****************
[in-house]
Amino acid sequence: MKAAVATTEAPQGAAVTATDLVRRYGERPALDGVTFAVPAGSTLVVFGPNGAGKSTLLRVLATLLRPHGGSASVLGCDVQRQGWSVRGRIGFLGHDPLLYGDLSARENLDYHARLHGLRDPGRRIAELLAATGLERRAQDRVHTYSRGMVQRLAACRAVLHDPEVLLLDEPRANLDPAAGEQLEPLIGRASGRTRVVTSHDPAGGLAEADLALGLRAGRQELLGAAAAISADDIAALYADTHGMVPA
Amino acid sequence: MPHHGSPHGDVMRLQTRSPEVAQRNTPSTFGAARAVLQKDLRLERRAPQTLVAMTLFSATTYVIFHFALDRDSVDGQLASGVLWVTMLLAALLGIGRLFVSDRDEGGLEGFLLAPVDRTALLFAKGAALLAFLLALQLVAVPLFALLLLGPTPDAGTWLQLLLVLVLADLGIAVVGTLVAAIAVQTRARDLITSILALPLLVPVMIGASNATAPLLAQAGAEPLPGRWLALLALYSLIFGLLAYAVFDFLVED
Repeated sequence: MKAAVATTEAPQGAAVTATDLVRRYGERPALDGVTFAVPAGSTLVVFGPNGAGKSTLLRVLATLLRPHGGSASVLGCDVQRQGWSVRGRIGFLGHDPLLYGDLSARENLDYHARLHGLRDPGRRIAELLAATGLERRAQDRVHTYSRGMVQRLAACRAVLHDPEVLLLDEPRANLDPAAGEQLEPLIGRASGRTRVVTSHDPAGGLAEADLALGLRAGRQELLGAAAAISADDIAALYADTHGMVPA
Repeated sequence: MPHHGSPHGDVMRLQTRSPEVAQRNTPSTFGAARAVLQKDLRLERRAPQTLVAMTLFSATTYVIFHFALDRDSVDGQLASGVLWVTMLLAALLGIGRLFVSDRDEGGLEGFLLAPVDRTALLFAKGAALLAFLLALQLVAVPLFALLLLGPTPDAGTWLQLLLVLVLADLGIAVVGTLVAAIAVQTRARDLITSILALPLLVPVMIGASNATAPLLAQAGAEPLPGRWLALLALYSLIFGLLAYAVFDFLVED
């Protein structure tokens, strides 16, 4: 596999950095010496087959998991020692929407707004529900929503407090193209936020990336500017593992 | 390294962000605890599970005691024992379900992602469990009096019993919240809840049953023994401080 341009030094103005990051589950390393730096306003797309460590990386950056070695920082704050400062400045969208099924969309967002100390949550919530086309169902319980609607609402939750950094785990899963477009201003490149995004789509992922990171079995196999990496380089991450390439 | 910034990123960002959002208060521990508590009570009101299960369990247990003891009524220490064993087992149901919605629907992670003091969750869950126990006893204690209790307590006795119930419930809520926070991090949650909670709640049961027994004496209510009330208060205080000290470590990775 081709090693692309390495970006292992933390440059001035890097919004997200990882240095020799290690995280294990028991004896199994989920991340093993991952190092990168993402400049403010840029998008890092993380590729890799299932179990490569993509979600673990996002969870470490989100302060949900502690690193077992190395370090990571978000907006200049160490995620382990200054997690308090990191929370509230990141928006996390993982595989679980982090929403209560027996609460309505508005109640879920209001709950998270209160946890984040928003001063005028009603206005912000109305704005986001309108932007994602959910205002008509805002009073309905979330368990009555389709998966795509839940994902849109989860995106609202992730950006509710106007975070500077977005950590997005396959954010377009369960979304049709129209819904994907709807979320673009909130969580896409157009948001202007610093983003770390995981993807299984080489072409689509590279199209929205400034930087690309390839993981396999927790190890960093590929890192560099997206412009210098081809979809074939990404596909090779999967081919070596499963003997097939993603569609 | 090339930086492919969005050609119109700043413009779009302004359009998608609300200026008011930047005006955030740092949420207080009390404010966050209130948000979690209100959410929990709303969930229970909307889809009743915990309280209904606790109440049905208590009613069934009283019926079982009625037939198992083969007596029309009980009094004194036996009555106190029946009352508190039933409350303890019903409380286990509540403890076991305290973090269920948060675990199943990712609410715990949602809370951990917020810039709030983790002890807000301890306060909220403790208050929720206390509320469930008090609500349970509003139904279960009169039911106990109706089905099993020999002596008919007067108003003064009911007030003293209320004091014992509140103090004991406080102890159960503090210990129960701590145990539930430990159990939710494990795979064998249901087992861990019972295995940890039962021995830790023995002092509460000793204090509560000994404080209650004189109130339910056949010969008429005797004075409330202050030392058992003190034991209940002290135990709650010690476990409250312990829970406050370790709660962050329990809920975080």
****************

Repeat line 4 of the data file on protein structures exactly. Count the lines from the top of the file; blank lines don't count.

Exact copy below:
Repeated sequence: MKAAVATTEAPQGAAVTATDLVRRYGERPALDGVTFAVPAGSTLVVFGPNGAGKSTLLRVLATLLRPHGGSASVLGCDVQRQGWSVRGRIGFLGHDPLLYGDLSARENLDYHARLHGLRDPGRRIAELLAATGLERRAQDRVHTYSRGMVQRLAACRAVLHDPEVLLLDEPRANLDPAAGEQLEPLIGRASGRTRVVTSHDPAGGLAEADLALGLRAGRQELLGAAAAISADDIAALYADTHGMVPA